Sunday, April 04, 2004

Two literary puzzles I haven't been able to solve:

1. In Nabokov's "Speak, Memory" he writes "We subjected [Uncle Ruka] to a test one day, and in a twinkle he turned the sequence '5.13 24.11 13.16 9.13.5 5.13 24.11' into the opening words of a famous monologue in Shakespeare." The monologue is 'To be or not to be' from Hamlet but the question is whether this was an arbitrary substitution cipher.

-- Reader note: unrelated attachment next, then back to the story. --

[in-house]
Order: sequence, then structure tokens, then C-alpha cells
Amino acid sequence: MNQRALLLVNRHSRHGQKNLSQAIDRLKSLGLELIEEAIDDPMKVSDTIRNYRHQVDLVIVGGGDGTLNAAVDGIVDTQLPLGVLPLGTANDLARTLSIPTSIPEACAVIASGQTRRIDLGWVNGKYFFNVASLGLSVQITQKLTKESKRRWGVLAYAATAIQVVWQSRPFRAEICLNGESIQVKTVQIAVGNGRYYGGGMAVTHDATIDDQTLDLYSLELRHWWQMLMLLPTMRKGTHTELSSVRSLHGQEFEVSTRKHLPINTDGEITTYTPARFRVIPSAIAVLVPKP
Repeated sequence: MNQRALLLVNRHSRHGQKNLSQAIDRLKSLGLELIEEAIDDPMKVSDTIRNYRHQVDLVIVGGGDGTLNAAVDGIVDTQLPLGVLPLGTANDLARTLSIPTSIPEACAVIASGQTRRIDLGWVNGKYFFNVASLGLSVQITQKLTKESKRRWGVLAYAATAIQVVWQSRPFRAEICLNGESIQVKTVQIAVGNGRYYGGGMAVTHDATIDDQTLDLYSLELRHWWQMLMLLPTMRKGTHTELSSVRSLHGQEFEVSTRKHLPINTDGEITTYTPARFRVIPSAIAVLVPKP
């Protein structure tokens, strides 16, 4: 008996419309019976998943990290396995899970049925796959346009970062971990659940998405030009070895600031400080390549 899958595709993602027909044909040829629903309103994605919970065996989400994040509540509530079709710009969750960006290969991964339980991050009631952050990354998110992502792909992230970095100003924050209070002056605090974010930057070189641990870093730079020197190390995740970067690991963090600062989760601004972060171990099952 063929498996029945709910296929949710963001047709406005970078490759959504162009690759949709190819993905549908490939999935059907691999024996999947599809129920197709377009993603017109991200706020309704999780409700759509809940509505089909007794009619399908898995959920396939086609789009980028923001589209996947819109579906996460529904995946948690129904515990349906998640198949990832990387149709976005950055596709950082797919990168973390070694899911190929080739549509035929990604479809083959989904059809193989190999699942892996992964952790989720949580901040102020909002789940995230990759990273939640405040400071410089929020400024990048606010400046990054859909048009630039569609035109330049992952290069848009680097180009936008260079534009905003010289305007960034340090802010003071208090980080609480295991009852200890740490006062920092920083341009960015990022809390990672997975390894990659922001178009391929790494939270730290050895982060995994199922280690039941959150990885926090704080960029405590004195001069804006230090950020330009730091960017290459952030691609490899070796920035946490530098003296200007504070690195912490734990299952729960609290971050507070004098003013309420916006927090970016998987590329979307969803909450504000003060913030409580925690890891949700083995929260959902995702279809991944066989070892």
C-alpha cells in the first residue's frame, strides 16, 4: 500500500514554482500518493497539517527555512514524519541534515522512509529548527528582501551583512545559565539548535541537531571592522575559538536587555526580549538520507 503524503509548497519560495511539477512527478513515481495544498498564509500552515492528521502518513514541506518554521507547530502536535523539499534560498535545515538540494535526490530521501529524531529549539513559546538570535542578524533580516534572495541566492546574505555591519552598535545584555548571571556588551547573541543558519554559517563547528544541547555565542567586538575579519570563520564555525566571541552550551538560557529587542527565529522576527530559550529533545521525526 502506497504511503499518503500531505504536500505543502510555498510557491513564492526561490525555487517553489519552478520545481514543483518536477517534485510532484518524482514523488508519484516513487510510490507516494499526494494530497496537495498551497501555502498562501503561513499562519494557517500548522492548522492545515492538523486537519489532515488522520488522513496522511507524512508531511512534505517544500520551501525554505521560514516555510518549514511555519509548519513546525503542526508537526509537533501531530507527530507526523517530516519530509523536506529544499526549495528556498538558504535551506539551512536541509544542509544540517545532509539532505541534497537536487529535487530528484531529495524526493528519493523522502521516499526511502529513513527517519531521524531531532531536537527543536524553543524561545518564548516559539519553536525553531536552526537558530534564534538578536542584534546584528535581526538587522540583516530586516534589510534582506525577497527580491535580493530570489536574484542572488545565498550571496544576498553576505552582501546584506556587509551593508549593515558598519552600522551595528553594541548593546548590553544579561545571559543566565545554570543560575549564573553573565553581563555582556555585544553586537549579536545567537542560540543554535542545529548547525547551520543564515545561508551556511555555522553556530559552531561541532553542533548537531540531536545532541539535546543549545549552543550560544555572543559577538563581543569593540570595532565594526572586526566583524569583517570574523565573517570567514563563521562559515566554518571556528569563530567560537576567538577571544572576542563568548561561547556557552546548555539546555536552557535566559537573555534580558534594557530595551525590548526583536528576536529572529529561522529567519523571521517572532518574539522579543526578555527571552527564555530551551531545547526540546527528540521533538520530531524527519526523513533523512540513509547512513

Oddly, the first few letters follow the pattern of a rotational cypher where the next letter is x fixed places from the previous (e.g. O(13)=T-5. B(24)=O+13.) but that pattern collapses quickly. It may just be random but I cant get it out of my mind.

2. Borges, in his short-story The Rose of Paracelsus introduces the name Johannes Grisebach out of nowhere! Who is Grisebach? There was an Eduard Grisebach, a poet and the editor of the works of Schopenhauer who was known to Borges.

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